On top of offering employees loans to invest in its new Vision Fund, SoftBank will contribute $38bn.
On Sunday (18 August), The Wall Street Journal (WSJ) reported that SoftBank has plans to lend CEO Masayoshi Son and other employees up to $20bn to invest in the company’s second giant VC fund, the Vision Fund 2.
Earlier this month, The Financial Times reported that this $108bn investment fund will start spending within the next three months.
People familiar with the matter told the WSJ that Son may receive up to $15bn of the loan, leaving the remaining $5bn to employees to buy stakes in the Vision Fund.
According to a source who spoke to the WSJ, the loans will have an interest rate of around 5pc. The company has around 400 employees, but it is not clear what percentage of employees will be able to avail of the company loan.
Executives “feel that such a step will make employees more accountable as the investments of the fund can be cancelled if a manager leaves or is found to have engaged in a reckless deal”, according to the reports.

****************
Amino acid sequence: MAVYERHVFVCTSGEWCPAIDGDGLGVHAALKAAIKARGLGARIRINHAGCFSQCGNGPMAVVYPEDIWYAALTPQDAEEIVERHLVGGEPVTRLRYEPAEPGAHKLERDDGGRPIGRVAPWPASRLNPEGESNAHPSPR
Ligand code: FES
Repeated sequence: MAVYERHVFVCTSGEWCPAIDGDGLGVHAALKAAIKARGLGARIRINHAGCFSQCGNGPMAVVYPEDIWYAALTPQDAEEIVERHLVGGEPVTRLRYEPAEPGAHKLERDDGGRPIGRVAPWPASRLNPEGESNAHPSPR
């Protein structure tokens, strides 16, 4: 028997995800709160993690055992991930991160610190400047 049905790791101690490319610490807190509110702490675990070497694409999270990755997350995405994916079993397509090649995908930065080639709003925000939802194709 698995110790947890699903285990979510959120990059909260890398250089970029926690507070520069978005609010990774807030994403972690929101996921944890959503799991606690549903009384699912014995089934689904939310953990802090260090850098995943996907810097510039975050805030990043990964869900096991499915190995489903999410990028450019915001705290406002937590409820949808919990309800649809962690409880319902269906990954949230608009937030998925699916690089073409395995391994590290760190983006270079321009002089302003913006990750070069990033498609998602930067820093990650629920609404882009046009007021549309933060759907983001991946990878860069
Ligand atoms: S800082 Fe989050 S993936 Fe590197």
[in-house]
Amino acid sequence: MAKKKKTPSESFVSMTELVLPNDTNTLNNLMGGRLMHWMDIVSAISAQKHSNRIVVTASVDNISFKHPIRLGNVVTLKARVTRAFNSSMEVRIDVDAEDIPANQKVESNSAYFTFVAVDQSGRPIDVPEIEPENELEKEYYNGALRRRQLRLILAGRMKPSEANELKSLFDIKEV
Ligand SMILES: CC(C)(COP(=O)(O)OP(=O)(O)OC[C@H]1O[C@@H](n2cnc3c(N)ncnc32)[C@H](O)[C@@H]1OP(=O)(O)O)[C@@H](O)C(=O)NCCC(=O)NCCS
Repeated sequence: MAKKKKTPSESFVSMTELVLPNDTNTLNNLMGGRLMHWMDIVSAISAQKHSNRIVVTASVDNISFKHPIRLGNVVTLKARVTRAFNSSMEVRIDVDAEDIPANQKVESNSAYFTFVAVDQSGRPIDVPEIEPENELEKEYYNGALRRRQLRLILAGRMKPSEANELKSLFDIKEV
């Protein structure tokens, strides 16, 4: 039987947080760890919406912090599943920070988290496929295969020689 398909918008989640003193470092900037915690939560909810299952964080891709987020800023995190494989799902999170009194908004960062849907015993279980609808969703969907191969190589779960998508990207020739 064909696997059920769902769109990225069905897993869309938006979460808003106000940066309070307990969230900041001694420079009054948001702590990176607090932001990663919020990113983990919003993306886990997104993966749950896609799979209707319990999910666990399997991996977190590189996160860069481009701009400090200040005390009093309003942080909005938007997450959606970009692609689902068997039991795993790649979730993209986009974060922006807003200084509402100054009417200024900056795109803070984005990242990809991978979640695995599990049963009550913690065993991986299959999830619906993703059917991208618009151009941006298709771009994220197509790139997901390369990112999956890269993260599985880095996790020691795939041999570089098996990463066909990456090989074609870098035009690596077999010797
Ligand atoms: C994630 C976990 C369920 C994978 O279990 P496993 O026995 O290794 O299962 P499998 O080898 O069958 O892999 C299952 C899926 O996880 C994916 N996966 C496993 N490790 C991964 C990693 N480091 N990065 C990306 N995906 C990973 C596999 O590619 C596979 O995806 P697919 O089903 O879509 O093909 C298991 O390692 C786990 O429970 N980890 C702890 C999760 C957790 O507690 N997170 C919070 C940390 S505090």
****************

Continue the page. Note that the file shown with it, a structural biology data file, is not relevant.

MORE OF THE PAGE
Vision Fund investments
Last month, SoftBank revealed plans for its second Vision Fund, which included a $38bn investment from SoftBank, as well as commitments from Apple, Microsoft and the government of Kazakhstan, to name a few.
Financial News London wrote: “Adding in its own contribution to the second fund of $38bn, SoftBank could make up more than half of the money raised, far more than is typical for a fund sponsor.”
But the publication also noted that a handful of SoftBank’s largest investments from the first Vision Fund have been struggling in recent weeks.
Uber, which reported losses of $5bn in the last quarter, went public in May. Shares in the company have dropped 30pc since then. WeWork, another company that received Vision Fund investment, has also disclosed large losses recently. In the first half of 2019, the company lost almost $700m.
However, Slack, Oyo Rooms and DoorDash, which are all recipients of investment from SoftBank’s Vision Fund, reported valuation gains this year.
SoftBank’s CEO, Son, reported that the Vision Fund had seen 62pc of investment returned. The first fund’s $66.3bn investment in 81 firms is now worth $82.2bn.
Masayoshi Son, chairperson and CEO of SoftBank Corp. Image: Imagechina-Editorial/Depositphotos